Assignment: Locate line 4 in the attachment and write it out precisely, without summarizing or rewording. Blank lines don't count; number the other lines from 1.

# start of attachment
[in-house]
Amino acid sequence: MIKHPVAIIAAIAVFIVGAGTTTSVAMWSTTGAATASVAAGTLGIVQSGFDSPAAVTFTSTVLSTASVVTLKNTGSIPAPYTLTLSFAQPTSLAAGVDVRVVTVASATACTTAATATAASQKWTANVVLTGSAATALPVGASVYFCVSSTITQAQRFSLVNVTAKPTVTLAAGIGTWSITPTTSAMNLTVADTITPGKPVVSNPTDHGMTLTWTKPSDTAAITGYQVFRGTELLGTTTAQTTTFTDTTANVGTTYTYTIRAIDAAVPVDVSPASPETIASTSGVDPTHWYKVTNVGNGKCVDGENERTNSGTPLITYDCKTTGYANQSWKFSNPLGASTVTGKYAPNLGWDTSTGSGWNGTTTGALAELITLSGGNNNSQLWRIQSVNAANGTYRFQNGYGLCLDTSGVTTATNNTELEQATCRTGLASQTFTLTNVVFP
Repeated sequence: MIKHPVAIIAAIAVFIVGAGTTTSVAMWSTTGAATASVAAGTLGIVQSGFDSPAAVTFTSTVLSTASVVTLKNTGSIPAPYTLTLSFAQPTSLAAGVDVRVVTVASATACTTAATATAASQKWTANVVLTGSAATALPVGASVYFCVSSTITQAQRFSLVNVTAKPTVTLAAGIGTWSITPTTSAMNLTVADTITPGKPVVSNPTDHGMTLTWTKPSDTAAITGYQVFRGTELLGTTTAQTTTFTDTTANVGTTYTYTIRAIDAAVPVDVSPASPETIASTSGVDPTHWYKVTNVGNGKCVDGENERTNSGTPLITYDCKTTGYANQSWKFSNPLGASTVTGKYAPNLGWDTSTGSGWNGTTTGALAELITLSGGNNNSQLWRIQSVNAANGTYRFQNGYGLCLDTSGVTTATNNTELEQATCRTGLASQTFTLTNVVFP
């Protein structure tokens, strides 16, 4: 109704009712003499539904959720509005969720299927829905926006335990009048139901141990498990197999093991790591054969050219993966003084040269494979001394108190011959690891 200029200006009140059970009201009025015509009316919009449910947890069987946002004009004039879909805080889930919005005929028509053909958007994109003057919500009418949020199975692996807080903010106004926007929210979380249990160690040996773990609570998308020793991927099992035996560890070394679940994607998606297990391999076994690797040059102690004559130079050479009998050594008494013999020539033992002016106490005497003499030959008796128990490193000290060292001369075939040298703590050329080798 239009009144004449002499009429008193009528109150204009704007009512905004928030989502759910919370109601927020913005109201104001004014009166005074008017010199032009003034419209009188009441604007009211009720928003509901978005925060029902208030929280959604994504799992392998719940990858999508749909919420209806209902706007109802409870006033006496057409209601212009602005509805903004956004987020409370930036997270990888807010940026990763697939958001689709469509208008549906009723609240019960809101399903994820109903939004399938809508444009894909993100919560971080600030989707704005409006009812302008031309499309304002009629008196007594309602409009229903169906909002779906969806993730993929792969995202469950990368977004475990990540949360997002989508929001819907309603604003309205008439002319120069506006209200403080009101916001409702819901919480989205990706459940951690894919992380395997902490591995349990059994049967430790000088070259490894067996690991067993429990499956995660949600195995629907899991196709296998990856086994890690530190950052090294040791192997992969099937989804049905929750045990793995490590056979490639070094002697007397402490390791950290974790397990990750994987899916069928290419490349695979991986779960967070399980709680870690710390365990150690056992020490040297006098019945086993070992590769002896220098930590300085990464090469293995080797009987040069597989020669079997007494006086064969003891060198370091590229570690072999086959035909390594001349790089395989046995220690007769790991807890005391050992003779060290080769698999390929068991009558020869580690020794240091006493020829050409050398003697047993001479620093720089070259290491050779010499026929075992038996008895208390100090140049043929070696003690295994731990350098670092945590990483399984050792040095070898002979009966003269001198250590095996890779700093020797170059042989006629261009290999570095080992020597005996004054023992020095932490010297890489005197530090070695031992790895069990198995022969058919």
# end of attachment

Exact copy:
């Protein structure tokens, strides 16, 4: 109704009712003499539904959720509005969720299927829905926006335990009048139901141990498990197999093991790591054969050219993966003084040269494979001394108190011959690891 200029200006009140059970009201009025015509009316919009449910947890069987946002004009004039879909805080889930919005005929028509053909958007994109003057919500009418949020199975692996807080903010106004926007929210979380249990160690040996773990609570998308020793991927099992035996560890070394679940994607998606297990391999076994690797040059102690004559130079050479009998050594008494013999020539033992002016106490005497003499030959008796128990490193000290060292001369075939040298703590050329080798 239009009144004449002499009429008193009528109150204009704007009512905004928030989502759910919370109601927020913005109201104001004014009166005074008017010199032009003034419209009188009441604007009211009720928003509901978005925060029902208030929280959604994504799992392998719940990858999508749909919420209806209902706007109802409870006033006496057409209601212009602005509805903004956004987020409370930036997270990888807010940026990763697939958001689709469509208008549906009723609240019960809101399903994820109903939004399938809508444009894909993100919560971080600030989707704005409006009812302008031309499309304002009629008196007594309602409009229903169906909002779906969806993730993929792969995202469950990368977004475990990540949360997002989508929001819907309603604003309205008439002319120069506006209200403080009101916001409702819901919480989205990706459940951690894919992380395997902490591995349990059994049967430790000088070259490894067996690991067993429990499956995660949600195995629907899991196709296998990856086994890690530190950052090294040791192997992969099937989804049905929750045990793995490590056979490639070094002697007397402490390791950290974790397990990750994987899916069928290419490349695979991986779960967070399980709680870690710390365990150690056992020490040297006098019945086993070992590769002896220098930590300085990464090469293995080797009987040069597989020669079997007494006086064969003891060198370091590229570690072999086959035909390594001349790089395989046995220690007769790991807890005391050992003779060290080769698999390929068991009558020869580690020794240091006493020829050409050398003697047993001479620093720089070259290491050779010499026929075992038996008895208390100090140049043929070696003690295994731990350098670092945590990483399984050792040095070898002979009966003269001198250590095996890779700093020797170059042989006629261009290999570095080992020597005996004054023992020095932490010297890489005197530090070695031992790895069990198995022969058919």